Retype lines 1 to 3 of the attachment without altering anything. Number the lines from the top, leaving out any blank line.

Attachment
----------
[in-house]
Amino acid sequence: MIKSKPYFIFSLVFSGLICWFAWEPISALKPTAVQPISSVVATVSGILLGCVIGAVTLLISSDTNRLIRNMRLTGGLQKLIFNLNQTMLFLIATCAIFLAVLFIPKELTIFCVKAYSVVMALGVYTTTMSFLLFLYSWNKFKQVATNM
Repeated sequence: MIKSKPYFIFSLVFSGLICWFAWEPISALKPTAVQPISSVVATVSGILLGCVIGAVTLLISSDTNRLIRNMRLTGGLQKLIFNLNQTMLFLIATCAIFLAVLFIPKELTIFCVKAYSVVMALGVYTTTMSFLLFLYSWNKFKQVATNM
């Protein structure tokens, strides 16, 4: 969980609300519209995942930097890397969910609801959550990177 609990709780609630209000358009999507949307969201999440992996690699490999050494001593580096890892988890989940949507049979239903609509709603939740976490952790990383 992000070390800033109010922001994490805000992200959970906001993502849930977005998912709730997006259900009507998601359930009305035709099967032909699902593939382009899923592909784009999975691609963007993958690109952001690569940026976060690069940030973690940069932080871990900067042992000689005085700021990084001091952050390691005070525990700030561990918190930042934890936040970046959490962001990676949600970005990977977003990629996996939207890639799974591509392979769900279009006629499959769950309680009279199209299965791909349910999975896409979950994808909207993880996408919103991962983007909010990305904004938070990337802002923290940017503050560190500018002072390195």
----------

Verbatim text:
[in-house]
Amino acid sequence: MIKSKPYFIFSLVFSGLICWFAWEPISALKPTAVQPISSVVATVSGILLGCVIGAVTLLISSDTNRLIRNMRLTGGLQKLIFNLNQTMLFLIATCAIFLAVLFIPKELTIFCVKAYSVVMALGVYTTTMSFLLFLYSWNKFKQVATNM
Repeated sequence: MIKSKPYFIFSLVFSGLICWFAWEPISALKPTAVQPISSVVATVSGILLGCVIGAVTLLISSDTNRLIRNMRLTGGLQKLIFNLNQTMLFLIATCAIFLAVLFIPKELTIFCVKAYSVVMALGVYTTTMSFLLFLYSWNKFKQVATNM